Researchers have employed two different approaches in their attempts to identify sub-groups of persons with low back pain that would benefit from specific treatments. Some studies, including ours, have searched for sub-groups using regression analyses to see what characteristics are associated with superior outcomes for specific treatments. Others have developed "clinical prediction rules" wherein patients are initially categorized into more homogenous groups based on clinical findings and pain history. Such rules can then be tested in studies where patients are given treatments that are matched to the type of treatment that is believed better able to address their underlying problem [32]. For example, Childs [11] used this approach to validate a clinical prediction rule for spinal manipulation.

Clinical prediction rules have yet to be identified for acupuncture. In principle, various Chinese medicine findings, including Chinese medicine diagnosis, might be useful for developing such a rule. In practice, however, progress in this area has been limited because there is typically poor diagnostic concordance among TCM practitioners [33, 34] and because individual patients with chronic low back pain are often given multiple TCM diagnostic labels [34, 35].

Thoughtful collaboration among practitioners and researchers may ultimately lead to the development of prediction rules that match patients to the most appropriate health care provider. Such collaborations are most likely to be fruitful if they initially focus on developing comprehensive models that incorporate the physiological underpinnings of the biopsychosocial model [36].

Conclusion

This analysis found little evidence for the existence of subgroups of patients with chronic back pain that would be especially likely to benefit from acupuncture. The only statistically significant and consistent finding was that persons starting with greater back dysfunction improved the most from acupuncture or simulated acupuncture after 8 weeks, in terms of change score, although the percentage improvement from baseline was consistent all levels of baseline dysfunction. Future studies are needed to confirm the findings of this post-hoc analysis.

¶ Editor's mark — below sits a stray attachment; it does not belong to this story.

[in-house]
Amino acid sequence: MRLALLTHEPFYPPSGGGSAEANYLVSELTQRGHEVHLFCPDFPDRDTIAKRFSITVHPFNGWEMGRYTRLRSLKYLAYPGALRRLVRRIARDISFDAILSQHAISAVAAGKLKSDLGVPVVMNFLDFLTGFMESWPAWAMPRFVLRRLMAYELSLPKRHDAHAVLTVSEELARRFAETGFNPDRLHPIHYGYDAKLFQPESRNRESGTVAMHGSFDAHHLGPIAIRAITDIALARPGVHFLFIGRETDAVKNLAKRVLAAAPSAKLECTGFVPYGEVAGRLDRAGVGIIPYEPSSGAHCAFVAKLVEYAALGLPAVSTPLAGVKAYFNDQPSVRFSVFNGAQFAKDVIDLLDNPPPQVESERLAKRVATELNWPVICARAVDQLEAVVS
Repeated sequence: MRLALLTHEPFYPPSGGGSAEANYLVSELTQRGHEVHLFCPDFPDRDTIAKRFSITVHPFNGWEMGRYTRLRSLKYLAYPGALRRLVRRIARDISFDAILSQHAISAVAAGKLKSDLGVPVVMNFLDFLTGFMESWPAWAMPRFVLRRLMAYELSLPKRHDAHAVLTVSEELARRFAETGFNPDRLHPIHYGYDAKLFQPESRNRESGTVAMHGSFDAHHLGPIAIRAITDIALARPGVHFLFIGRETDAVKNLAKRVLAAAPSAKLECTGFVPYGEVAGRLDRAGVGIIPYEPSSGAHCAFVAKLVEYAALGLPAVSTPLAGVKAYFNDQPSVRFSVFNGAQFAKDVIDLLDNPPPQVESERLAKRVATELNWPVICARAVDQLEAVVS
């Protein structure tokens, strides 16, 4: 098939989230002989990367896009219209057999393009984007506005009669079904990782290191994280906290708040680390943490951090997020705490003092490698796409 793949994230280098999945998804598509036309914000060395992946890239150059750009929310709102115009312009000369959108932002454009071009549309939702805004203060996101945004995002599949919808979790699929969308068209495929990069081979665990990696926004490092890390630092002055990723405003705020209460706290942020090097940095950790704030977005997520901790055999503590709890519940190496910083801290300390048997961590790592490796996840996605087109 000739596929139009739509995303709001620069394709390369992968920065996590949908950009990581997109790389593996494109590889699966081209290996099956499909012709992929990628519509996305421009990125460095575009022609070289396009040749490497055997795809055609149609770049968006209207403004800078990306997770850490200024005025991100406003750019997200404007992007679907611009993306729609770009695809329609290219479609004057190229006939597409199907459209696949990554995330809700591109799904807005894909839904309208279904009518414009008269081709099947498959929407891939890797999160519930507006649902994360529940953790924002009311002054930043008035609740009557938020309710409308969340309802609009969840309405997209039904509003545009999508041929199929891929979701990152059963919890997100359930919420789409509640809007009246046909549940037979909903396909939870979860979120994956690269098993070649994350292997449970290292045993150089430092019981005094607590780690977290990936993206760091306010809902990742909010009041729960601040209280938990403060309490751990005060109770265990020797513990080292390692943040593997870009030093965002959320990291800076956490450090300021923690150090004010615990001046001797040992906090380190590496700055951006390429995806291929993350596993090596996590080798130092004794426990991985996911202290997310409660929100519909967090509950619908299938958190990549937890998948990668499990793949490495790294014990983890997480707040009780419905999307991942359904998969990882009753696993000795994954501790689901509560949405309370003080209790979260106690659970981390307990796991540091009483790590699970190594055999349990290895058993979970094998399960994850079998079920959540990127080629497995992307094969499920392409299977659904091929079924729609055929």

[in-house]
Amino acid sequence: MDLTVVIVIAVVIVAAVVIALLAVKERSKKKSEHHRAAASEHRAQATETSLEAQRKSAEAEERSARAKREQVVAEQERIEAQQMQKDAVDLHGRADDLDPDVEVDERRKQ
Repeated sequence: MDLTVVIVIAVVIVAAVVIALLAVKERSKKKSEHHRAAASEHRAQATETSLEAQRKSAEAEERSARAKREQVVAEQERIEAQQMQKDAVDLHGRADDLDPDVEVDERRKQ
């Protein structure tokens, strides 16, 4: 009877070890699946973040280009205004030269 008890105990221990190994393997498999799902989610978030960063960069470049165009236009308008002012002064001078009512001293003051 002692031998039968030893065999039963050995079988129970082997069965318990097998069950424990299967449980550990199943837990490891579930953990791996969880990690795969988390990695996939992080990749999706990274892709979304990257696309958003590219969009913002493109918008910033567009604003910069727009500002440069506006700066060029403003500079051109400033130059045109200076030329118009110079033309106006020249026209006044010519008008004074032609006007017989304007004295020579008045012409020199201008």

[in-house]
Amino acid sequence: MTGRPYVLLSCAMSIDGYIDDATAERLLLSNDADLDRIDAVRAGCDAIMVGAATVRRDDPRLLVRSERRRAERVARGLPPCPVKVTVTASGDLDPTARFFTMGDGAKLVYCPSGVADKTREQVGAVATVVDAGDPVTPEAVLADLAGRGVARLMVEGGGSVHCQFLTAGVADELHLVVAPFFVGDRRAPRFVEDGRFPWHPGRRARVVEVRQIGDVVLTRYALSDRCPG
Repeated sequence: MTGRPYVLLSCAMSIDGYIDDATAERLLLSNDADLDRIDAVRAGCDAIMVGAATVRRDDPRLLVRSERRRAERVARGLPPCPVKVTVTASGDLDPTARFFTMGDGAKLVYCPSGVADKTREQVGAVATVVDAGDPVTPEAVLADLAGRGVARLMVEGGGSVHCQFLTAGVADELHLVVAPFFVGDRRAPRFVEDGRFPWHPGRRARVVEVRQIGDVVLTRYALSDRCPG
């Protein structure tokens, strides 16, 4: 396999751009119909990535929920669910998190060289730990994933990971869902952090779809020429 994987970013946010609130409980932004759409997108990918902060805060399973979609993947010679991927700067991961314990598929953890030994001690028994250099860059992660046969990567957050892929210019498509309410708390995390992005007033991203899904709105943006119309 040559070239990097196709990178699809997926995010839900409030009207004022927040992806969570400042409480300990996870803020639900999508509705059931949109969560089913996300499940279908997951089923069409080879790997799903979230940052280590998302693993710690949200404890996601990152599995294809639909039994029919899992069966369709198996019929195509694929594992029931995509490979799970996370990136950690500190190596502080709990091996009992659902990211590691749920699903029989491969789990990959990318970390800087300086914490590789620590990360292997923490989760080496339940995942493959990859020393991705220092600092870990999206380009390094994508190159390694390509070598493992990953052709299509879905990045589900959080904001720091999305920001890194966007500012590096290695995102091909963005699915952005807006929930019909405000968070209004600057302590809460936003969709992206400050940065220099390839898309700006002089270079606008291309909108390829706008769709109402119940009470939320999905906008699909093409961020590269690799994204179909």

Declarations

Acknowledgements

The National Center for Complementary and Alternative Medicine (NCCAM) funded this study through a Cooperative Agreement (U01 AT 001110). Dr. Partap Khalsa, Project Officer for NCCAM, was involved in the analysis and interpretation of data and review and approval of the manuscript. The contents of this publication are solely the responsibility of the authors and do not necessarily represent the official views of NCCAM.

We also thank Lhasa OMS, Weymouth Massachusetts, for donating the Seirin acupuncture needles used in this study. We also thank the original members of the SPINE study team for their contributions to the conduct of the trial.

Authors’ Affiliations

(1)
Group Health Research Institute
(2)
Division of Research, Northern California Kaiser Permanente
(3)
Cancer Research and Biostatistics
(4)
Division of Extramural Research and Training, National Center for Complementary and Alternative Medicine, National Institutes of Health
(5)
Deparment of Family Medicine, Oregon Health and Science University

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  37. Pre-publication history

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Copyright

© Sherman et al; licensee BioMed Central Ltd. 2009

This article is published under license to BioMed Central Ltd. This is an Open Access article distributed under the terms of the Creative Commons Attribution License (http://creativecommons.org/licenses/by/2.0), which permits unrestricted use, distribution, and reproduction in any medium, provided the original work is properly cited.